How did Betty Pack, code name “Cynthia,” become the “unsung heroine of World War 2”? Thanks to Betty’s extensive journaling and records, Howard Blum makes readers feel like a fly on her Polish lover’s wall. Jennifer Lawrence is rumored to be starring in the upcoming movie Blum’s The Last Goodnight. It’s easy to imagine Jennifer lounging with champagne and caviar on a tiger-skin rug as she urges her lover to share his most precious secrets.
Read the excerpt from The Last Goodnight: A World War II Story of Espionage, Adventure, and Betrayal:
…Betty found a lover. It was a decision made without thinking too much about it, with neither guilt or regret. Edward Kulikowski was a young soulful romantic who, as Europe was careening to war, had remained focused on trying to mend his own broken heart. While serving at the Polish Embassy in Washington, he’d fallen in love with a well-connected American woman. But after she gave birth to his child, she not only broke off the relationship, but also denied that he was the father. Now he worked in the Polish Foreign Office, holding a senior position on the America desk. But his job held little interest for him; it was an almost irrelevant corner in his mournful, self-involved life.
In one another, Betty and Edward sought a way out of their predicaments. “I was never in love with him,” Betty would say… “I like to think he felt the same about me.” They were both adrift, and together they helped one another make their way.
Their evenings together in his apartment conveniently across the street from Betty’s were a shared comfort. Lying on the tiger-skin rug, caviar and vodka to help the mood along, Betty would listen with her eyes tightly closed as Edward played Chopin with the grace and authority of a virtuoso on the grand piano. He’d hit the final ardent chord, and with the nocturne still echoing in her mind, he’d take her hand, lift her to her feet, and lead her effortlessly to low, wide blue divan across the room.
It was on one of those evenings as they lay satisfied, still entwined in one another’s arms, the room illuminated by only the bright flames rising up in the fireplace, that their talk turned to politics. This was as inevitable, as natural, as their making love. Just days earlier Germany had marched into and occupied Austria, and Betty asked if Poland’s turn would come soon.
Soothing and considerate, Edward quickly allayed her fears. Czechoslovakia, he assured her, would be Hitler’s next target. The deal had already been made. A secret agreement had been signed. He had seen the papers in the embassy. “What’s more,” he added off-handedly, “Poland intends to take a bite of the cherry.”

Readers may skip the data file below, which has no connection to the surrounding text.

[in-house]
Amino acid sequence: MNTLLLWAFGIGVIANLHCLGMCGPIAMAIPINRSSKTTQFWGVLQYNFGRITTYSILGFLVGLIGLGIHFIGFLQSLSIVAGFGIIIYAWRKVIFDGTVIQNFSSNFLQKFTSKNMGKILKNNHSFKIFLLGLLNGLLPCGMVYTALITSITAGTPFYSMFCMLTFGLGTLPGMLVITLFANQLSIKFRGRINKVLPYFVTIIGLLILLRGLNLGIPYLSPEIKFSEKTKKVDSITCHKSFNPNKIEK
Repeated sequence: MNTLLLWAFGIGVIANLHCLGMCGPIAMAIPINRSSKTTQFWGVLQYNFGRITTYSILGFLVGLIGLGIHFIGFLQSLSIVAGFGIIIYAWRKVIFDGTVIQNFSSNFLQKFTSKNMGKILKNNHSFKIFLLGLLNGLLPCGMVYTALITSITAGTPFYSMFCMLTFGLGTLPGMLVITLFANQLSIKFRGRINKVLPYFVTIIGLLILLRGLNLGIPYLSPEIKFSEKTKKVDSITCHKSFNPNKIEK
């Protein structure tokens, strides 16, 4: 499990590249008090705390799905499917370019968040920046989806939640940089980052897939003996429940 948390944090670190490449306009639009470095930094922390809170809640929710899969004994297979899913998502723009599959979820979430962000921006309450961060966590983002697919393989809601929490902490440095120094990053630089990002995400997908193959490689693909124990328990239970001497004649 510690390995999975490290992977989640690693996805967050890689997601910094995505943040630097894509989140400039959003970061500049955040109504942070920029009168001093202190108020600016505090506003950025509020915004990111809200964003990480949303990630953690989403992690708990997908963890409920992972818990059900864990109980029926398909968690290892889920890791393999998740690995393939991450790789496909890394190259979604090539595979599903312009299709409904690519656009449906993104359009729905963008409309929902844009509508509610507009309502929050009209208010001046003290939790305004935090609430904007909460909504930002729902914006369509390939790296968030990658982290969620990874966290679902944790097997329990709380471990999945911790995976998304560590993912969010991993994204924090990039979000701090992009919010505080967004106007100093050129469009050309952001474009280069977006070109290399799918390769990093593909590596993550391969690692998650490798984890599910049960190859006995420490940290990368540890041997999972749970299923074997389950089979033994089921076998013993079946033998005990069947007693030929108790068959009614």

Betty’s mind stirred to attention. Without even previously realizing she had been searching, she had at last found precisely what she had been looking for. It wasn’t companionship. It wasn’t love. It was something her wayward soul could believe in. This nugget that Edward had so casually offered, she at once understood, was the gold that would give her a purpose. And perhaps even buy her redemption.
First thing on the morning after Edward had unwittingly divulged his valuable secret, Betty rang up Shelley. Feel like a round of golf? she asked. It was a blustery March day, the Nazi army was on the march, and golf was undoubtedly the last thing on his or anyone’s mind. But the MI-6 man knew a cover story when he heard one; and at the same time he silently congratulated Betty for coming up with a pretext that would allow them to talk without worrying about being overheard by any long ears.
Brilliant, he told her. Wasn’t looking forward to being cooped up in the office today.
The golf course was just outside the city, and the fairways were unkempt and a bleak wintry brown. But they gamely played a few holes to keep up the disguise before Betty told the spy what she had learned. She had a strong memory, and she did not embroider. She simply told it word for word. In the same straight-forward way, she related the circumstances that had led to this disclosure.
Shelley was immediately excited. “Go right back and get any more stuff that you can,” he ordered. “It is going straight to British intelligence.”
Betty grasped the opportunity without hesitation. The ambiguity of what she was being asked to do, the tacit instructions to continue to betray her husband and their marriage by sleeping with her source did not concern her controller. Nor did it bother Betty. She had already decided she would do whatever she had to do, take whatever risks were required, because she had at last found the purpose and the excitement she needed to save her own floundering life.
That winter the long, low divan in Kulikowski’s apartment became her operational headquarters. In the spring, her mission took her to the grassy banks of the River Vistula. As a bottle of vodka chilled in the lazy water, the couple would make love on a blanket spread across the new fresh grass. And Betty, the resourceful secret agent, would keep her unsuspecting source talking.